Tenet (2020, Christopher Nolan), despite its many flaws, is a highly polished piece of Hollywood blockbuster machinery that allows us to take a step back and consider what happens when a major cinematic gear isn’t working.
The plot of Tenet is a complex intellectual puzzle. If you are really interested in knowing more about it, I recommend the highly detailed Wikipedia article that explains the intricate machinations of the storyline:
Understanding the Plot
What was so disturbing about Tenet was not being able to unravel this piece of temporal Rubik’s Cube genius because I had no idea what anyone was saying.
This is because the soundtrack went something like this:
mumble, mumble, mumble.
BLAST of amazing heart thumping electronic soundtrack by Ludwig Goransson:
mumble, mumble, time travel but not time travel, mumble, mumble
To understand what is seriously wrong with Tenet is to know that a major part of the art of movie making is sound design.
Imagine a set of moving images, any set of moving images. Then imagine how you want your audience to feel watching those images, how you want your audience to move from dialogue to action to reflection. Then imagine a sound designer crafting and placing track after track on top of one another to make a kind of layered ‘sound cake’ to achieve this purpose.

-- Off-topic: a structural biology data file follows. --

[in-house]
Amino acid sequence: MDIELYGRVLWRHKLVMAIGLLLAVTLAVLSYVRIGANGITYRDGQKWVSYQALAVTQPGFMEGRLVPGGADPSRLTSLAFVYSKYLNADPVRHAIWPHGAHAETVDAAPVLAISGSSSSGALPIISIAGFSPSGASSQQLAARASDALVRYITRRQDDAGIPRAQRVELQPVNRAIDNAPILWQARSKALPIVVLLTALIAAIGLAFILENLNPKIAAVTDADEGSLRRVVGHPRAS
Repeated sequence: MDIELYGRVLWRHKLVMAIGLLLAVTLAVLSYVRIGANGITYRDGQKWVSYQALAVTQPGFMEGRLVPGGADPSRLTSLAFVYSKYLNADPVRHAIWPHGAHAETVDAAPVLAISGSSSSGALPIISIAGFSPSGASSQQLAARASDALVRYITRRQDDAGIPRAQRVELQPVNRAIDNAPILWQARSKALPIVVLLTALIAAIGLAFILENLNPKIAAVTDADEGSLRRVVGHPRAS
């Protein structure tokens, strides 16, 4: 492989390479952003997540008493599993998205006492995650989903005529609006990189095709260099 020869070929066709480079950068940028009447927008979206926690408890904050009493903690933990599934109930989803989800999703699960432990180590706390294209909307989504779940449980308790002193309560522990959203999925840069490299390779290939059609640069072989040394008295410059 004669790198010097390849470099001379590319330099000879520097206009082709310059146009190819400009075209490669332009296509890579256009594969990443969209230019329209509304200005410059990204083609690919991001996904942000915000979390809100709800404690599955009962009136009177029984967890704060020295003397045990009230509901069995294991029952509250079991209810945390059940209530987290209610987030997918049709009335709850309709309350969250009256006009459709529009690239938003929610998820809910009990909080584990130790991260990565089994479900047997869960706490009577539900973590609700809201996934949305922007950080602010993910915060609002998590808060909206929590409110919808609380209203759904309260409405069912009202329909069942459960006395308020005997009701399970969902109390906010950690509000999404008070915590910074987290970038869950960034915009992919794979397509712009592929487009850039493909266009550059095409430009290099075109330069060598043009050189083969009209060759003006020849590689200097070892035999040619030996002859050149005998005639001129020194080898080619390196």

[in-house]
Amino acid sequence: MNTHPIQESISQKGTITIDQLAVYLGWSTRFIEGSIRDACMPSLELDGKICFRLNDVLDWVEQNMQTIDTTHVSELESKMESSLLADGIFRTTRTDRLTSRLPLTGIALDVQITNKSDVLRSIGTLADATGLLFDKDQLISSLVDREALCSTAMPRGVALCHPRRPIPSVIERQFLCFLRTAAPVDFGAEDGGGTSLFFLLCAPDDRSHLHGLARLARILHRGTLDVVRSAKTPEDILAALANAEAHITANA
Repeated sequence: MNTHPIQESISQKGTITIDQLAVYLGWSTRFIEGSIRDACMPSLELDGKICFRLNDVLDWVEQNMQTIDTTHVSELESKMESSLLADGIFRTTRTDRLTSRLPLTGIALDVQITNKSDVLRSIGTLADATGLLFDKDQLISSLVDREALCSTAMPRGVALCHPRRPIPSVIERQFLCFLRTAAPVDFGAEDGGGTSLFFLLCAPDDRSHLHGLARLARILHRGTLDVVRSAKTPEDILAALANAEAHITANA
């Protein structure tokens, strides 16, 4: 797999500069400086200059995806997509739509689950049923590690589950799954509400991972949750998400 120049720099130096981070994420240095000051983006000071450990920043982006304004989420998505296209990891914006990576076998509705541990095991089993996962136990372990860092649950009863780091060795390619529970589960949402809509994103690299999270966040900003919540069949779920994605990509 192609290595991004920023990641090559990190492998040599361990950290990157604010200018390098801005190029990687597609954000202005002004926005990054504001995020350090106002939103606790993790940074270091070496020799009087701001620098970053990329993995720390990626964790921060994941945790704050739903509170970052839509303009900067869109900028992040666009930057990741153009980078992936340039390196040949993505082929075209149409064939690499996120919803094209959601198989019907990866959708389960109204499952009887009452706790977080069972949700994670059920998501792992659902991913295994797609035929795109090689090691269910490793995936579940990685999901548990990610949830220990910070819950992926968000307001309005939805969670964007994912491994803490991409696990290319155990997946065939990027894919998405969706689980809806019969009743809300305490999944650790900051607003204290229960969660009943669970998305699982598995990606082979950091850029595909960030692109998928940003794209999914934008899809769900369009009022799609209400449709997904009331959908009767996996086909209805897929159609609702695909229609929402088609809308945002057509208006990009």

Each track needs to be balanced perfectly so the audience can hear the dialogue and also the soundtrack, sound effect (bangs, etc), street sounds, wind – all the things that give depth and richness to a cinematic reality.
To get an idea of how this is done just close your eyes and think about all the different layers of sound that make up this moment right now. And that is the base of the glorious work of a sound designer.
Great Sound Design
Sound design is sometimes called the ‘art of the invisible’ because it should support the visuals to such a degree that it is not noticeable. It should not be jarring. We should not question why certain sounds or music are present in our experience of the film. That being said, great sound design has the power to move cinema to something that is beyond mere entertainment.
Take for example:
Sound Design in Tenet
In Tenet, we notice the sound design because it is not invisible. We notice that we can’t hear the actors speaking and that the music is too loud. We notice that there is no depth of experience beyond three tracks that don’t work together – dialogue, music and loud explosions.
Tenet though does teach us to appreciate those who craft soundscapes well. From Sergio Diez, sound designer for Roma:
‘Silence doesn’t exist as such, unless you know how to make it.’
This is because sound design in film is craft, not accident. It is the art of the invisible.